How to… add simple belt loops

My new dress-from-dress came with its own belt. I didn’t want to lose the belt, so I added some belt loops which are super easy to make.

All you need is crochet thread or embroidery thread in a color that matches your dress, a sewing needle with an eye big enough for the thread and a crochet hook. (Though you can also do the crochet on your fingers if you have no hook.)

belt loops thread

Start the crochet with a long thread tail several inches long. That’ll anchor the loop to the garment.

belt - start with loop and tail

Crochet, counting the stitches, until you have a length that’s double the width of the belt, plus two stitches. Mine needed 32.

belt - keep crocheting until long enough

belt - crochet until twice the belt

(If you’re using your fingers, make a slip stitch, leaving a long tail of thread. Stick your index finger in the loop at the first knuckle joint.

belt - finger - loops

Loop the thread over your finger and wrap the loop over the thread.

belt - finger - wrap pull

Tug on the loop until the stitch tightens.

belt - finger - keep pulling until tight

Repeat until the crochet’s long enough.)

Leaving another long thread tail, cut the thread. Pull the tail through the last loop to secure the stitches.

belt - leave long tail before cutting

If you want loops on both sides, make another one the same way.

belt - loops - make two

Now thread the big needle with one of the tails.

belt - loops - thread tail on big needle

Then you sew the loop in. Some people anchor the top and then the bottom. I like the kind where the loop hangs down. So I poke the needle through from the right side and pull one tail through, and then do the same with the other end.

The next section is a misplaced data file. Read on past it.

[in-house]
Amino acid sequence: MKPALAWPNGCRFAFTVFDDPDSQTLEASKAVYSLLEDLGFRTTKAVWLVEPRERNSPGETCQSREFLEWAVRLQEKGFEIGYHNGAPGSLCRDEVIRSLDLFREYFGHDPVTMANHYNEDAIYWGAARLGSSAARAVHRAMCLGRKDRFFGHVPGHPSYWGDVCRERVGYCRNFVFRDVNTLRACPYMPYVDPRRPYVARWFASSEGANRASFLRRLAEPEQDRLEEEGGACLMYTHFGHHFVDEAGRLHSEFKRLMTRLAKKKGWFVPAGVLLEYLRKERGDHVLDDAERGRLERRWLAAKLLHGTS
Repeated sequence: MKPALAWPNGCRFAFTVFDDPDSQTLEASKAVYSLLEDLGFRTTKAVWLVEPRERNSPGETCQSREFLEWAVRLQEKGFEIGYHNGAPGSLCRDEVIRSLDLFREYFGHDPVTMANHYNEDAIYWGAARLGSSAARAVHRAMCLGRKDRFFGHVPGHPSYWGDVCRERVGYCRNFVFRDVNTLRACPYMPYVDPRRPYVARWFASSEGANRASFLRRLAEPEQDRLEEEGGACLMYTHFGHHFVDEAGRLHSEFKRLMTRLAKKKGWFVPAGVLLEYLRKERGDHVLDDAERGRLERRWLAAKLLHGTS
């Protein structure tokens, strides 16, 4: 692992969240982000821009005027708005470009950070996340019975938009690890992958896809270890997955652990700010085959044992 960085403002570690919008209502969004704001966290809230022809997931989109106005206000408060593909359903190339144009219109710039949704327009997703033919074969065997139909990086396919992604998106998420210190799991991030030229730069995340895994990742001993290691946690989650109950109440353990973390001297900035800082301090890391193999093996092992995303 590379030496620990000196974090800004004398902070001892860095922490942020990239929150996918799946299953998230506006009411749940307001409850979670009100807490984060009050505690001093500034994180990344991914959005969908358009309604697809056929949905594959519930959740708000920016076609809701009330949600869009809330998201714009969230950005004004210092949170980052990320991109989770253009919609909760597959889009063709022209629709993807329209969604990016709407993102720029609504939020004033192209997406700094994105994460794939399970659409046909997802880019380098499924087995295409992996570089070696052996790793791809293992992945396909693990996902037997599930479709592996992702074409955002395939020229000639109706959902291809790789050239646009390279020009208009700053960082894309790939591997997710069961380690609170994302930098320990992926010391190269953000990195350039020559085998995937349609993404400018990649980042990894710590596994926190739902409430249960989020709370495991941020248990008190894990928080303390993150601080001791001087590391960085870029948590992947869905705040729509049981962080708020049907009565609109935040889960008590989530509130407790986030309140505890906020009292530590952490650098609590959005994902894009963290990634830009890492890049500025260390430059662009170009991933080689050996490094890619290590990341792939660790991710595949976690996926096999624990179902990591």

belt loop push needle through

Even better if you can catch the seam allowance.

belt loop back side

I knot them tightly on the back and voila!

belt loop knotted

That’s it.

belt loop finished

Then, should the belt get lost or something, the crocheted loop will cut out easily without harming the dress.

Wardrobe: Keep it or pitch it?

In culling my closet, I’m trying to be honest and stick to the rules. That’s harder than it seemed.

Take this guy. Fantastic magenta blouse.

blouse-magenta

I put it on. I applied the rules, ignoring the brand name (“Shapely”).

  • Solid magenta color (#6): Keep it.
  • Doesn’t need ironing (#10): Keep it.
  • Simple design, kicky cuffs, fabric has great sheen (#11): Keep it.
  • Woven, not knit (#1): Pitch it.
  • Neck kinda high if I button it decently (#2): Pitch it.
  • Little bit blousy. Not great fit as it is (#5): Pitch it.

See? That’s indecisive. So I’m going to try wearing it to work with a very fitted long pencil skirt in textured black twill. If I love it then, I’ll keep it. If I don’t love it then, this little guy gots to go.

Here’s another one. This I made, one of the first things I tried in knit fabric. It’s Simplicity 3790 with stuff from an amazing Hobby Lobby clearance sale. Like 60″ @ $2/yard. Made an exact copy in the same stuff, only cream where this guy’s black.

top-black lace

This keep’s much clearer:

  • Simple design, interesting fabric (#11): Keep it.
  • Knit, not woven (#1): Keep it.
  • Neck nice and deep (#2) Keep it.
  • Not a true wrap top, but the band at the bottom cinches me in nicely (#4): Keep it.